Don't Just Help Your Customers Embrace Innovation - Help Employees, Too
By Kerrie Jordan on Aug 01, 2014
We’re living and working in the 21st century marketplace, where innovation has become the engine of growth. Although innovation is generally perceived as a good thing, it means change which can be difficult for people to accept or act upon. That means that making innovation happen still boils down to being an effective leader of people, one who inspires a vision and lays a path to get there.
Companies have developed sophisticated marketing and sales processes to help customers embrace innovation. Think of all the personalized emails, social outreach, customer reviews, product comparison charts, and mobile apps you’ve encountered. But those companies who are getting really good at innovation aren’t just helping their customers embrace innovation, they’re helping their employees be innovative too.
Helping employees embrace being innovative has its advantages. In a March 2012 article featured in the International Journal of Human Resource Management by Jyotsna Bhatnagar, empowering employees with a clear direction and the proper tool set proved to significantly increase innovativeness and even lower turnover intention. With the right process in place, you can reinvigorate your teams to become more effective and engaged, while minimizing disruption and increasing productivity.
How does it work? Doing something new means change, and individuals need to feel good about that. They need to feel empowered, not controlled. Freed to make informed decisions, not shackled by doubt. Most people are naturally averse to change, and to a higher degree if they’re uncertain about something. As a company, standing still is a death sentence – you have to move. Communicating the strategy and then investing in the right business applications and processes to empower your people can get them up and running faster, and in the right direction.
Most companies understand you have to instill confidence in customers to choose your new product or service, but many don’t instill the same level of confidence in employees. Think about being a customer yourself, and why you ultimately decided to make that last large-ish investment. For me, it was a new desktop computer for our home. We were limping by with an extremely old computer running XP so when Microsoft warned that they were discontinuing support on April, 8, 2014, that was the end. We began researching. Even though my husband and I had never owned an Apple computer, we have other Apple devices and felt fairly confident an Apple desktop may be a good choice. But we started researching and easily found plenty of information. We read customer reviews, looked up prices from the Apple website, Best Buy, and even checked Dell, Lenovo, and others just to be sure. Mac Mini seemed the right choice for us. We checked internet rumors every day for a month to see when the new one would be released. Eventually we were too excited to wait. We sat down in front of our antique, checked all the vendors’ prices again, and finally bought the available version of the Mac mini and enthusiastically all the accessories from the Apple website. We had found ourselves inside a company’s modern, structured, accelerated sales process that you too have probably found yourself in. When those packages arrived it was like Christmas morning. I think my husband captured our anticipation perfectly when he exclaimed: “Sha-ZAM!” Now, owning all of those entirely new things from Apple makes us feel good and our lives easier, even minus that big chunk of change.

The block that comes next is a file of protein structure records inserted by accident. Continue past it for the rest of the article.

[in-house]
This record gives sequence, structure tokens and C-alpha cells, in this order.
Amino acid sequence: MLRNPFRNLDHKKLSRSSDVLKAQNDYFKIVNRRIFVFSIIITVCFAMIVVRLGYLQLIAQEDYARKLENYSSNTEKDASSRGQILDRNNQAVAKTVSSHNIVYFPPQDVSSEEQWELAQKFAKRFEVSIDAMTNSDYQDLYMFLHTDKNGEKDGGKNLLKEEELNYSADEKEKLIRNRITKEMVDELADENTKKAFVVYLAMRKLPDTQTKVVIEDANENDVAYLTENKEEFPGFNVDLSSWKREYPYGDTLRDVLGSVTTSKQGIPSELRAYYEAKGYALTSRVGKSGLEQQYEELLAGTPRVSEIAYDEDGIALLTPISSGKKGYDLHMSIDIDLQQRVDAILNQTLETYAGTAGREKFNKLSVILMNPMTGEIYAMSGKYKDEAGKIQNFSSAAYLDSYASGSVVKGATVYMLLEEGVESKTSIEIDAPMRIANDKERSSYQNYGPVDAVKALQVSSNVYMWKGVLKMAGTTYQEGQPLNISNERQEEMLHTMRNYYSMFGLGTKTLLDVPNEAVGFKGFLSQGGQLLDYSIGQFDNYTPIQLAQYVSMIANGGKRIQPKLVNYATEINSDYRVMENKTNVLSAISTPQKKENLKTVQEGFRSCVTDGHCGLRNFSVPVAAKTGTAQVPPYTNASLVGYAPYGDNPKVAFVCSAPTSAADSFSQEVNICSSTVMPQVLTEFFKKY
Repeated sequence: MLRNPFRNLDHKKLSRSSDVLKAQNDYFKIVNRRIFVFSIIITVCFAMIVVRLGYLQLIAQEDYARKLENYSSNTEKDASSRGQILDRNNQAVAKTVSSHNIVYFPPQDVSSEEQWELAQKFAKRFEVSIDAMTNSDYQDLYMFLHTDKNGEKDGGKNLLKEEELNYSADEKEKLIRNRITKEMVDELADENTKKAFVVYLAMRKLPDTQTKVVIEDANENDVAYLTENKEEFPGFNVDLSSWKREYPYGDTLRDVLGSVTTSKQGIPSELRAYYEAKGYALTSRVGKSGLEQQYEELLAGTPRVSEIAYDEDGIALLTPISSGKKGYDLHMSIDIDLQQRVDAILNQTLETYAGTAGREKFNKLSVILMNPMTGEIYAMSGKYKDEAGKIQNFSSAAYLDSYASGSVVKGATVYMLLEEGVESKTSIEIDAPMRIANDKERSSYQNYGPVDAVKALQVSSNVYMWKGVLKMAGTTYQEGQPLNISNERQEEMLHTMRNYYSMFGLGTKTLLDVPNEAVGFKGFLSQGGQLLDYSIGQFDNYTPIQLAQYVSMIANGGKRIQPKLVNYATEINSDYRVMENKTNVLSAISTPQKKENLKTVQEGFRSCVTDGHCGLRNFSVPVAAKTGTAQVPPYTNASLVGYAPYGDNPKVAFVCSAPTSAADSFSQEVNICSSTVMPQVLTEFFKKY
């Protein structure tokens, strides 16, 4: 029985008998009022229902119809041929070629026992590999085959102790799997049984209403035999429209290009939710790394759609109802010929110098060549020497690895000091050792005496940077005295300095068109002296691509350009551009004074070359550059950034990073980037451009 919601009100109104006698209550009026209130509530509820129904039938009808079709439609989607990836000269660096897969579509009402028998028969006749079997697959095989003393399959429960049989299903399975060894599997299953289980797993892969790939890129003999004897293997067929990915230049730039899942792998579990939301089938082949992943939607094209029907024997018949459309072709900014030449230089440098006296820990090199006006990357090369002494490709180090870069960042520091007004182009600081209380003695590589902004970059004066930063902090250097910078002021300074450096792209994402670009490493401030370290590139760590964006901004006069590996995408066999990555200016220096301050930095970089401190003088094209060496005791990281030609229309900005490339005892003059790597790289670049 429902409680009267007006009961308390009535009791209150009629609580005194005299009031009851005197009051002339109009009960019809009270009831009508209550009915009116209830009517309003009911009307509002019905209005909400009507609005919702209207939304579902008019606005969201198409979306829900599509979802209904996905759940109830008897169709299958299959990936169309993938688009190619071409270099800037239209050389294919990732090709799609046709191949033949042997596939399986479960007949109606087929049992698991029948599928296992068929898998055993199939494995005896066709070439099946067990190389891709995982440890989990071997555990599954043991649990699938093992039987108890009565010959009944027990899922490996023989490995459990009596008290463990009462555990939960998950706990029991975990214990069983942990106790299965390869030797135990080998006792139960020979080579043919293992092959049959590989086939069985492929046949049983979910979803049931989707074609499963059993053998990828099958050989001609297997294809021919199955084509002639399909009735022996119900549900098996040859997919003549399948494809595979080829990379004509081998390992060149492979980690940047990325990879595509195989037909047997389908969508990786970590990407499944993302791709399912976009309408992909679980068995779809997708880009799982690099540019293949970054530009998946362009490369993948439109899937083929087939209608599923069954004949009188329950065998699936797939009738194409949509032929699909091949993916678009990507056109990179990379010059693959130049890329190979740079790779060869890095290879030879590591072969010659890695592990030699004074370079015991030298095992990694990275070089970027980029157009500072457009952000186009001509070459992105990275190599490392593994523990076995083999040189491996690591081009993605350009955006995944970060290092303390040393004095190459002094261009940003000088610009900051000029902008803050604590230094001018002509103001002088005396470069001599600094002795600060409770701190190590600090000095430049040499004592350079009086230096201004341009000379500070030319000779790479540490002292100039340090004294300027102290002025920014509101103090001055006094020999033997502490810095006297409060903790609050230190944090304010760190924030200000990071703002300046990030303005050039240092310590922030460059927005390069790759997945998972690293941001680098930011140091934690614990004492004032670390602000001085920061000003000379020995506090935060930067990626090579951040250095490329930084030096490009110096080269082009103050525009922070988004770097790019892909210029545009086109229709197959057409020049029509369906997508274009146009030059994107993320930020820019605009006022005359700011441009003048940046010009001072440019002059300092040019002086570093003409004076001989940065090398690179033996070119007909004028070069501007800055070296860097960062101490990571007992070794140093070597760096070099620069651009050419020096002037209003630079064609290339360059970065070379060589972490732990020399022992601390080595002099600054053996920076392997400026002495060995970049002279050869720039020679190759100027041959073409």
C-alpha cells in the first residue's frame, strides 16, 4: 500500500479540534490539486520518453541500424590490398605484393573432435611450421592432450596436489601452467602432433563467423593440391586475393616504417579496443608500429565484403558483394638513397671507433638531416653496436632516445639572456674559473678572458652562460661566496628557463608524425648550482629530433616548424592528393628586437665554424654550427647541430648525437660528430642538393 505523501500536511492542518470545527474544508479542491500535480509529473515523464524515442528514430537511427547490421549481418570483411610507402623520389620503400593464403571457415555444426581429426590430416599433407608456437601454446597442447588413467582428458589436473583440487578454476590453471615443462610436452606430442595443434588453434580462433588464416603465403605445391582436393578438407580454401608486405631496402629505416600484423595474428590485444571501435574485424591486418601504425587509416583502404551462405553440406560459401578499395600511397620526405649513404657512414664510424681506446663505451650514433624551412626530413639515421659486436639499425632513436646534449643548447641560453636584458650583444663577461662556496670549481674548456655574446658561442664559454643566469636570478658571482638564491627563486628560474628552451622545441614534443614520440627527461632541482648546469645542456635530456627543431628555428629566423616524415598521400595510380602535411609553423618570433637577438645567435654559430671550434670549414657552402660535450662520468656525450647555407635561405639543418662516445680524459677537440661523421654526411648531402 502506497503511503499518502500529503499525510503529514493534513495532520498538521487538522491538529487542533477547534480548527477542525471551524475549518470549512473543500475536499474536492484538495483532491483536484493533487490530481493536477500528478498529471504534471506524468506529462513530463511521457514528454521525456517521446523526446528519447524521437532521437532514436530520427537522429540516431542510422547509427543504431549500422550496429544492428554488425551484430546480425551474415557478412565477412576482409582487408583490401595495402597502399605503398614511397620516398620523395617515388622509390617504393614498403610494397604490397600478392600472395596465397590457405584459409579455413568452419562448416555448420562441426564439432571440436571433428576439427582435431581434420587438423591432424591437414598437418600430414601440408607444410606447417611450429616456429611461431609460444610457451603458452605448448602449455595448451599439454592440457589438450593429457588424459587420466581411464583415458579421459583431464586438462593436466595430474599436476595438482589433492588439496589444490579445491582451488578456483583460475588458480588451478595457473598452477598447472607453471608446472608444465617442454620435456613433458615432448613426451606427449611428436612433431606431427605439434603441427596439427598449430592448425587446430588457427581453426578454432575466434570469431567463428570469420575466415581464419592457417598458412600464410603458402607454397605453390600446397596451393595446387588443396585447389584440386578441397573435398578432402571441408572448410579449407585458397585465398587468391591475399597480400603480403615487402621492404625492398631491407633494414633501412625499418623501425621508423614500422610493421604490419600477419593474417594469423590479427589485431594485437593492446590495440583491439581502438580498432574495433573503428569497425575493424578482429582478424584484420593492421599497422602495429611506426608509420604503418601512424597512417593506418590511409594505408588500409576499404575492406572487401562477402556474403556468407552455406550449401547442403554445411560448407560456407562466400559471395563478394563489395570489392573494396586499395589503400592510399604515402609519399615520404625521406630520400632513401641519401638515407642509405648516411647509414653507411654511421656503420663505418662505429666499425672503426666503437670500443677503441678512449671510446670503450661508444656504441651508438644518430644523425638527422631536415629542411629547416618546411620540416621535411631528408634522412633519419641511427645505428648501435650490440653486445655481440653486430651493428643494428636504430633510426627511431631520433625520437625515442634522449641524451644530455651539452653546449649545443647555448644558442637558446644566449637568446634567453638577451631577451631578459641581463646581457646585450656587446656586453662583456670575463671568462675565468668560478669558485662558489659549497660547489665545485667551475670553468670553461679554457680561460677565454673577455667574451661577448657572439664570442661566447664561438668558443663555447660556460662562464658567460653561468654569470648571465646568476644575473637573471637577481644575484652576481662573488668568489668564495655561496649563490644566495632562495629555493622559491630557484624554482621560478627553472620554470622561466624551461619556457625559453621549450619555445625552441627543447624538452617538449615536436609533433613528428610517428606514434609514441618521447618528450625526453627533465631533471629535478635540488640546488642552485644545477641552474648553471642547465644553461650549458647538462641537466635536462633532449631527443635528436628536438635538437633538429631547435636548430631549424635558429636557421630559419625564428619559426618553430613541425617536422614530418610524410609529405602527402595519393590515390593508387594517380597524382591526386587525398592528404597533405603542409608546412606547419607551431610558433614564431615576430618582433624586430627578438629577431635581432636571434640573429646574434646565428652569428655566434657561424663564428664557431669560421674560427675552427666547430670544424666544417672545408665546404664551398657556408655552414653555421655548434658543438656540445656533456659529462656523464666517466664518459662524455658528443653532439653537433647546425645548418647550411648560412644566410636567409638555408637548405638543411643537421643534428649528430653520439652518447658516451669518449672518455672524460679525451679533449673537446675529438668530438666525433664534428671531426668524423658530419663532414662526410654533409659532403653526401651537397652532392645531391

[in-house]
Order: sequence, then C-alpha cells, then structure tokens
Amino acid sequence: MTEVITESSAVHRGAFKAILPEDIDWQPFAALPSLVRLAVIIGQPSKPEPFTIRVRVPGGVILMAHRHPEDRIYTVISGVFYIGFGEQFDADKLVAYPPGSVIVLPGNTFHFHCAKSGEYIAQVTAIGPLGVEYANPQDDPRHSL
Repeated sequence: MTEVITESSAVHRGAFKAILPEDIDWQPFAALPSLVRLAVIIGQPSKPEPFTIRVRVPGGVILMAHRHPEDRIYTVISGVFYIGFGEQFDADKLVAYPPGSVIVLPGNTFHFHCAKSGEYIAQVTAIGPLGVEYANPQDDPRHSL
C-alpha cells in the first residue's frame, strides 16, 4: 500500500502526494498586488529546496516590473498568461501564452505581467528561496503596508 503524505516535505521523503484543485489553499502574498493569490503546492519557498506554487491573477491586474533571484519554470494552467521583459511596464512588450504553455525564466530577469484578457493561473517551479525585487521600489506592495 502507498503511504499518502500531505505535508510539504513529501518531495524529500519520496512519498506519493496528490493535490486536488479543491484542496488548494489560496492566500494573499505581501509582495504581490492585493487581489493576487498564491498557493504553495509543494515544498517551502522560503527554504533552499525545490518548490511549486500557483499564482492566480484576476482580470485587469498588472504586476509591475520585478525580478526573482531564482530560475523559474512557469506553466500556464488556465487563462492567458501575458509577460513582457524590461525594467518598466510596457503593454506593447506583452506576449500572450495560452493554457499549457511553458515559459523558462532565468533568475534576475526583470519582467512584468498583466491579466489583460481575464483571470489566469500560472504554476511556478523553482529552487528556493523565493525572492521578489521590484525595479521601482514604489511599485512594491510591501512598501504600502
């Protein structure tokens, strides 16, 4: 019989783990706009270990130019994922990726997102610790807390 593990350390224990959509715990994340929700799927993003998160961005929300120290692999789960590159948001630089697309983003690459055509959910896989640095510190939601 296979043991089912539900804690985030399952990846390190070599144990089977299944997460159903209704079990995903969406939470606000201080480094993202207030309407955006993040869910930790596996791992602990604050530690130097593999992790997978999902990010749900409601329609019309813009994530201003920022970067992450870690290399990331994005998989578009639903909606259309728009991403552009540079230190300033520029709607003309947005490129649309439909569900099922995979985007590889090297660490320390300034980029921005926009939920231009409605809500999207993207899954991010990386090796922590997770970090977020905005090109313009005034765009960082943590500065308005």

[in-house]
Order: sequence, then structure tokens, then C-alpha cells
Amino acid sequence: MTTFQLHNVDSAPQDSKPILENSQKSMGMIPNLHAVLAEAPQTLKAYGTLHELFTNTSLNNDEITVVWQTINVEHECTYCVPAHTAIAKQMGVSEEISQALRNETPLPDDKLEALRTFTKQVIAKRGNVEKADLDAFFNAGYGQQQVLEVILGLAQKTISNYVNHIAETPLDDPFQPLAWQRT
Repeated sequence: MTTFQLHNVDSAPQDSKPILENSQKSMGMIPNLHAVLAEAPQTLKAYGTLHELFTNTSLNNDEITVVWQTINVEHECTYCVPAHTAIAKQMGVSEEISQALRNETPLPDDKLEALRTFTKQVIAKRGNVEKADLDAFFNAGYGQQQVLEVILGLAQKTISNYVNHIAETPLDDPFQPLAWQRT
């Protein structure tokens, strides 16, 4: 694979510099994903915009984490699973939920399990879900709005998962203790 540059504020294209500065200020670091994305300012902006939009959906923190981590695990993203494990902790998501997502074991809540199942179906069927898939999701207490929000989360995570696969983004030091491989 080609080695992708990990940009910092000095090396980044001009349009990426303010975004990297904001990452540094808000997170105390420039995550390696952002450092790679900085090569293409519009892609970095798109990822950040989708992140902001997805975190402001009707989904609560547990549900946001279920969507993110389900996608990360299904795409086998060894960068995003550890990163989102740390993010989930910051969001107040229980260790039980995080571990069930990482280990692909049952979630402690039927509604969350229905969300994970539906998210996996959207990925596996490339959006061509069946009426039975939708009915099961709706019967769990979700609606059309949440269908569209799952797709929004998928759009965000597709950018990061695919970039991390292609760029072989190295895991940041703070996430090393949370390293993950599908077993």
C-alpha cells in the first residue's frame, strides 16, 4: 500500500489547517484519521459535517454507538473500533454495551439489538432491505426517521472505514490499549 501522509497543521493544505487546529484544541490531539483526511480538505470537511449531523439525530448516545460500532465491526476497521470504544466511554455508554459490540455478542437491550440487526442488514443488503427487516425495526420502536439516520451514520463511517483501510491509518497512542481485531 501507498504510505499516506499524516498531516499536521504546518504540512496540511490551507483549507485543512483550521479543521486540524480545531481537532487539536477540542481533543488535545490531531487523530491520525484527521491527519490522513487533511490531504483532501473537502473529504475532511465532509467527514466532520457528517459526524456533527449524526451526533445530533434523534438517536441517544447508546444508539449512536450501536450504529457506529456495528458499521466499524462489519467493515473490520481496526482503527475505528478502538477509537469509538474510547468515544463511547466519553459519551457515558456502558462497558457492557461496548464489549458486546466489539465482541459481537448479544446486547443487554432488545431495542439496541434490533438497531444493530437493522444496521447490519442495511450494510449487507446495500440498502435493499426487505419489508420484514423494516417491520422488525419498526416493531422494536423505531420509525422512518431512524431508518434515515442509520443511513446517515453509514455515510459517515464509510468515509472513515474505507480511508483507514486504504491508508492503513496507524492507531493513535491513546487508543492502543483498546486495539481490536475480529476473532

Apple, like many successful innovators, has created a structured sales process that inoculates the buyer’s perception of risk and makes trying something new a thrill. People are savvy, and in today’s world, we all expect access to information to help us make informed decisions. And that applies to any context, as consumers or at our jobs. When was the last time you said “Sha-ZAM!” at work?
The top innovators understand that not only do you have to empower customers to choose your innovation, but you have to also empower employees to be innovative. Trying something new or taking a risk - however cool and innovative - can be difficult, whether it’s investing your money in a new computer or waging your career on a product proposal. Product Development has long been critical to success. But when we think of today’s 21st century marketplace and the higher importance executives place on innovation as the engine of growth, the higher the stakes for product development to deliver. The strategic value of the function continues to increase while the overall business environment relentlessly grows more complex. The top performers have found that innovation is a process, like the sales process, that needs to give people clear direction and an empowering framework to execute in order to obtain a desired result.
Questions? Comments? Keep the convo going by leaving a note here or on Twitter @KerJordan.